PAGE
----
Flashcards in Lecture 1: Project and Asset Management Deck (90):
What are the 2 types of good managers?
1. Ones that take interest in your development, have an open door, delegate and interact with staff
2. Ones that leave you alone
Why is it important to learn about management?
- The basic requirements and processes of management are more or less constant in every organisation
- Most managers have a lot to gain from studying the principles of management and using them as a basis for personal practice.
What is management?
Getting things done in organisations through other people.
This includes organisations, work related to the creation of goods and services, and other people.
What are organisations?
1. Formal entities in which a complex interaction of people, materials, and money is used for the creation and distribution of goods and services.
2. There is a common set of objectives.
3. There is a governing body and an organisational structure.
What are the goals of management?
- Maximising shareholder value
- Other goals coming out of objectives
- Employee welfare
- Social responsibility
- Personal goals (agent problem)
What are the management processes?
What does planning include?
Determining goals and how they are to be achieved.
What does organising include?
Dividing work into a set of individual tasks related by a structure and assigning staff.
What does leading include?
Influencing staff to perform their tasks efficiently.
What does controlling include?
Gathering information about what has been done, and taking action to correct deviations from the plan.
What are important skills of a manager?
- Technical skills
- Human skills
- Conceptual skills
What are the characteristics of managerial work?
- Decision making
- Working with people
- Carry responsibility
- Getting around the organisation
- Fragmented and interrupted
- Multi focused
What is the history of management thought?
- Classical Management Theory
- Socio-political Approaches
- Cultural Approaches
What is Classical Management Theory?
- Bureaucratic management
- Scientific management
What are Socio-political approaches to management thought?
- Human relations movement
- Behavioural science
- Quantitative approach
What are cultural approaches to management thought?
- Group thinking
What is bureaucracy?
The organisational structure in place to control activities. Has rationality as its basis.
What are the cons of bureaucratic management?
- It requires a high degree of forward planning
- Some cases are unique and fall outside the rules
- Impersonal, no compassion
-No control over jobs, which may lead to less job satisfaction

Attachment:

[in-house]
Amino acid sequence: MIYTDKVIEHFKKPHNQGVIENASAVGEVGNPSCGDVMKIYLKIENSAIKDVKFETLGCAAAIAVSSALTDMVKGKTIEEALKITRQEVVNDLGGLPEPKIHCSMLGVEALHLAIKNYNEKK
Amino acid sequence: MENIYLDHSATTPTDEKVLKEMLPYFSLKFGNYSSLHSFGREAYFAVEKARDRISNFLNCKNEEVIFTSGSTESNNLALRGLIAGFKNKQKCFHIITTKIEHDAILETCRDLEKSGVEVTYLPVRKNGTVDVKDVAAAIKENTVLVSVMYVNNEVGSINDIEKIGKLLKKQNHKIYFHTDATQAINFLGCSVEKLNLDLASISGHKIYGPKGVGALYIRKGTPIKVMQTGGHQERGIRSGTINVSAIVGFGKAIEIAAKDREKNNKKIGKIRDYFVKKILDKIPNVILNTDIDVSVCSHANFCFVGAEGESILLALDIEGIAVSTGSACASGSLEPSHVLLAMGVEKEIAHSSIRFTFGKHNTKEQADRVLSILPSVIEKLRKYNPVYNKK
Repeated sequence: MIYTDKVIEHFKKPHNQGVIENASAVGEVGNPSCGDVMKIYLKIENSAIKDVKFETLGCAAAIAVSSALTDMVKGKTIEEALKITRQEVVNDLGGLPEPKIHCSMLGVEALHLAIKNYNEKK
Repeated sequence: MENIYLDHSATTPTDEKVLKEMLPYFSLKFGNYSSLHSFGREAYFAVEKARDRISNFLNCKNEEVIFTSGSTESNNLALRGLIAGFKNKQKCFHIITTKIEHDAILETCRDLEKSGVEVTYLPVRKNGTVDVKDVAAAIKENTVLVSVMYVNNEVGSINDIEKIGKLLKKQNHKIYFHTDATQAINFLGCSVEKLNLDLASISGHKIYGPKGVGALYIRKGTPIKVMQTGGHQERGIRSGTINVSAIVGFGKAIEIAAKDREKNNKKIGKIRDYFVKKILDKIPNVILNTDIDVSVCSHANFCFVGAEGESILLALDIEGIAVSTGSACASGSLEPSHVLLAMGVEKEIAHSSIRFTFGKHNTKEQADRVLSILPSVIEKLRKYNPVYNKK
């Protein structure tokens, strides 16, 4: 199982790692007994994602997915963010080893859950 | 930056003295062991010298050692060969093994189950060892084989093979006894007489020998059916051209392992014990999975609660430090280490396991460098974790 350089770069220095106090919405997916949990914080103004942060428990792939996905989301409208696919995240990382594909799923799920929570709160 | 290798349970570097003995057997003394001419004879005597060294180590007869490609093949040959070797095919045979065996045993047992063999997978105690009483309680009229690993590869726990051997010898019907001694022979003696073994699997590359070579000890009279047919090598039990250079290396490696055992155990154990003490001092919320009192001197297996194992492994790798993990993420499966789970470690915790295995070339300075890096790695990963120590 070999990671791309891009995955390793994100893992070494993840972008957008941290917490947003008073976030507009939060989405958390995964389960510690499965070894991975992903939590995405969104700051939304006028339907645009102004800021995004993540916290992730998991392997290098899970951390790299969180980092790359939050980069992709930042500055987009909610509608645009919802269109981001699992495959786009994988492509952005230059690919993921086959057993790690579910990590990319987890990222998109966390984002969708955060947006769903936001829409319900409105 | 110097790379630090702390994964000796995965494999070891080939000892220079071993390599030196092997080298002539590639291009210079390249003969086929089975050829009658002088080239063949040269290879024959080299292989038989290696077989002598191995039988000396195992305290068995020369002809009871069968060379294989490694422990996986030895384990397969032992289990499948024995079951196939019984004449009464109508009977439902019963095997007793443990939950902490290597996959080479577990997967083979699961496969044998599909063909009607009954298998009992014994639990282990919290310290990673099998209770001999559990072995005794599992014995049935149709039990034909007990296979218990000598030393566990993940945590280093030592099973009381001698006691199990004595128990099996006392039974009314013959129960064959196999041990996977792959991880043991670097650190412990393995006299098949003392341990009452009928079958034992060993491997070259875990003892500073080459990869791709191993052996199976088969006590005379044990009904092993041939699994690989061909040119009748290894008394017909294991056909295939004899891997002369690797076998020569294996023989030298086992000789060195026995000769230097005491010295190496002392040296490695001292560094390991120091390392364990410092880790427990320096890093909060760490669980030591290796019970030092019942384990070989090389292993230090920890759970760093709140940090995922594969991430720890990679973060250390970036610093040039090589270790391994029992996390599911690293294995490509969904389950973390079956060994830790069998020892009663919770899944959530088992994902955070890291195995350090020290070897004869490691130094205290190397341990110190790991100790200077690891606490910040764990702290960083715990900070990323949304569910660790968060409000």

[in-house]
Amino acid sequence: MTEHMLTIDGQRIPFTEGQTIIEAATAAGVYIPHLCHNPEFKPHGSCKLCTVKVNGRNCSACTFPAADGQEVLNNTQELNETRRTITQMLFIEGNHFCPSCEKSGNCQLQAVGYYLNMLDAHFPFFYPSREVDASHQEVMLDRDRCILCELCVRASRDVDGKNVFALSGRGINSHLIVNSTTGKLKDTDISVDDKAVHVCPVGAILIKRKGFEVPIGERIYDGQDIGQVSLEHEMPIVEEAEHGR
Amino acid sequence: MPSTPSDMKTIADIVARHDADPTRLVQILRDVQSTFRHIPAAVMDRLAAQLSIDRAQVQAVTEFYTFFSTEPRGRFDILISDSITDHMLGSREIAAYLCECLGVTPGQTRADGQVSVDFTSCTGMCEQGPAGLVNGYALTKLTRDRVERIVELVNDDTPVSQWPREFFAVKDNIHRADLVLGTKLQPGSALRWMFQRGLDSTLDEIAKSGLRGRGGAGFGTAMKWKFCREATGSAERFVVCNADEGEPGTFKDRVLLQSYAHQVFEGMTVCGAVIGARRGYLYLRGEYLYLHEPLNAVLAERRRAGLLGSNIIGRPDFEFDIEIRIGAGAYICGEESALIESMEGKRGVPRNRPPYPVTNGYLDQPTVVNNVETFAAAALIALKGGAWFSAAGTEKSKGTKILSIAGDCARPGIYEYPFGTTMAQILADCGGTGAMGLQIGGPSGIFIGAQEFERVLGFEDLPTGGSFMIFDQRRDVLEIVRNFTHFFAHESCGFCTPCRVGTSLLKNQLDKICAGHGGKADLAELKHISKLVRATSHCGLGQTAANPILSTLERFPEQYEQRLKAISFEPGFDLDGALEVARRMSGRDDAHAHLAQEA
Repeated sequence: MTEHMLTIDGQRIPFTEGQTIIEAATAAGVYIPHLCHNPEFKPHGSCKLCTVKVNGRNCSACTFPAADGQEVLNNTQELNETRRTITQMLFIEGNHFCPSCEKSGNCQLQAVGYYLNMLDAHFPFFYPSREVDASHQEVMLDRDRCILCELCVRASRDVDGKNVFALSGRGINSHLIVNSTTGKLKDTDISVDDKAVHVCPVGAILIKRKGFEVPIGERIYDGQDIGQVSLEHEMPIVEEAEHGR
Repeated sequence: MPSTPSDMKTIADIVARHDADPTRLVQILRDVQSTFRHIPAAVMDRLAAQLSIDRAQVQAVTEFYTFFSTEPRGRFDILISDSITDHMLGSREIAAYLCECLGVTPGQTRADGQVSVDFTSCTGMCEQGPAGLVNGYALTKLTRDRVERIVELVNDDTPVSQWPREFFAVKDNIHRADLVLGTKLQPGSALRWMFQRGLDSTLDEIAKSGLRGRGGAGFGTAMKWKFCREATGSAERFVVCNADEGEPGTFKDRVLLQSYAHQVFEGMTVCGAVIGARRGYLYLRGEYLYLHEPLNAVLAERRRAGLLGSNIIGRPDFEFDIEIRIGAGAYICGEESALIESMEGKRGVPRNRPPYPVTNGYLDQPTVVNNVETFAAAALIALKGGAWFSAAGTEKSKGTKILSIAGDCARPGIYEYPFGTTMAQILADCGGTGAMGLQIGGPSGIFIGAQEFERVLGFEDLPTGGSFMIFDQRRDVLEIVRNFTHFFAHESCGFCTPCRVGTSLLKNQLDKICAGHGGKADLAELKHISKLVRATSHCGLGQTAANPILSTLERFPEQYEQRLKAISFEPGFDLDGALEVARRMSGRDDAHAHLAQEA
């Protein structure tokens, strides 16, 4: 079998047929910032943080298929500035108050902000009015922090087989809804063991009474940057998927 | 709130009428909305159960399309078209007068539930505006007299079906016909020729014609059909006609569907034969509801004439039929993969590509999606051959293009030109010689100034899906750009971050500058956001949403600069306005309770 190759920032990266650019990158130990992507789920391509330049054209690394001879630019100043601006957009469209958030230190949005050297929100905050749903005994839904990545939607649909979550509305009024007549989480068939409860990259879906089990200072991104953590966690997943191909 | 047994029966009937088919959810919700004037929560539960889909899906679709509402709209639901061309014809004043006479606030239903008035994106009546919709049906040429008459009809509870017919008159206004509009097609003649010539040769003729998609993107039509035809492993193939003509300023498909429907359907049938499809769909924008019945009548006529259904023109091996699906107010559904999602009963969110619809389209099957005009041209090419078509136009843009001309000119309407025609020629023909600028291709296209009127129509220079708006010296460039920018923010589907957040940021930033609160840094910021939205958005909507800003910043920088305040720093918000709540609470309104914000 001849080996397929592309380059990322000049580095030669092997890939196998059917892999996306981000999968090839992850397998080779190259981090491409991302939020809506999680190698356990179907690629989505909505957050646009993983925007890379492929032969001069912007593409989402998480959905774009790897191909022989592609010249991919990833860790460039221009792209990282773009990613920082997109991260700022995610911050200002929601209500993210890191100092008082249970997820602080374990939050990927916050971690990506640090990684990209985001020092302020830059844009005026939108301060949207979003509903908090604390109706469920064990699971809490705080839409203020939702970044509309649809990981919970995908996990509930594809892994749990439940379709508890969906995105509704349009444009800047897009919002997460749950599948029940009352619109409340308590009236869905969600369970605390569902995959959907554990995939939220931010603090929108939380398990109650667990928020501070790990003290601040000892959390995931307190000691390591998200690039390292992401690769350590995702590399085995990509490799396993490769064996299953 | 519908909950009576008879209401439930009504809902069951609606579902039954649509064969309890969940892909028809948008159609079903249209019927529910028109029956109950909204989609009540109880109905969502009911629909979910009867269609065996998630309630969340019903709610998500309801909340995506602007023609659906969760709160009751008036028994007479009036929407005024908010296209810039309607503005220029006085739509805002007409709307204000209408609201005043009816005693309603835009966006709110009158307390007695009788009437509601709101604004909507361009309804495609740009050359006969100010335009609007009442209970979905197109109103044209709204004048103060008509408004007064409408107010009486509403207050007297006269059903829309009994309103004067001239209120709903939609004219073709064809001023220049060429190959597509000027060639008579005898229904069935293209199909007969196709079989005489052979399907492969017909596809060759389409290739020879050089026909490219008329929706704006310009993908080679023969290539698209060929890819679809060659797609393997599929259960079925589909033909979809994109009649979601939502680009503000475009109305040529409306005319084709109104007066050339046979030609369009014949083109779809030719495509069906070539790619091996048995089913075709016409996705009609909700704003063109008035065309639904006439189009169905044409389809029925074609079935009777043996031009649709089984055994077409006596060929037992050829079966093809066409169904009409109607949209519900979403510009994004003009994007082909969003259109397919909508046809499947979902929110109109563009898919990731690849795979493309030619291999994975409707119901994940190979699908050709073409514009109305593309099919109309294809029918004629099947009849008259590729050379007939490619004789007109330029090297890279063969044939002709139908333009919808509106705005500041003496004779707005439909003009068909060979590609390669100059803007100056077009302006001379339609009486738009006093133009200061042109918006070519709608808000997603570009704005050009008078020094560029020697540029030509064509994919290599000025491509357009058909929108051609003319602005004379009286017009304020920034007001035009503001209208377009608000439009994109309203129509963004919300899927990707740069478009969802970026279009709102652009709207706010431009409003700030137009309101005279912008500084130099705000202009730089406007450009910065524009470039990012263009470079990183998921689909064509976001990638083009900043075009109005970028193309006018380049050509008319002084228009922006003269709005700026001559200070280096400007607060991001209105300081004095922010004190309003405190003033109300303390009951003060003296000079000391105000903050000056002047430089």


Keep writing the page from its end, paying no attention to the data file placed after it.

- Rigid and often fails to cope with rapidly changing situations
What are the pros of bureaucratic management?
- Formal rules ensures honesty
- For standard work, it enables quick throughput
- No whims
What are some examples of bureaucratic management?
- Armed Forces
- Large corporations
What is scientific management?
The analysis of workflow processes to improve labour productivity.
What are characteristics of bureaucracy?
- formal rules and procedures
- division of responsibility (work broken down into tasks)
- hierarchy of authority
- impersonal (rules are applied uniformly)
- career system (advance through the hierarchy in organisational careers)
What are the characteristics of scientific management?
1.) It uses the scientific method to study work and determine the most efficient way to perform specific tasks.
2.) It matches workers to their jobs based on capability and motivation, and train them to work at maximum efficiency.
3.) It monitors worker performance, and provides instructions and supervision to ensure that they're using the most efficient ways of working
4.) It allocates the work between managers and workers so that the managers spend their time planning and training, allowing the workers to perform their tasks efficiently.
What are the cons of scientific management?
- Relatively workers are less well off
- Specialised tasks lead to repetitive work
- Not applicable to complex jobs
- No creative influence by workers leads to lower job satisfaction and reduction in the company's reservoir of ideas.
- Disagreement over the distribution of productivity may trigger resentment or counter-productive conflict
What are the pros of scientific management?
- Higher wages (at first)
- Production increase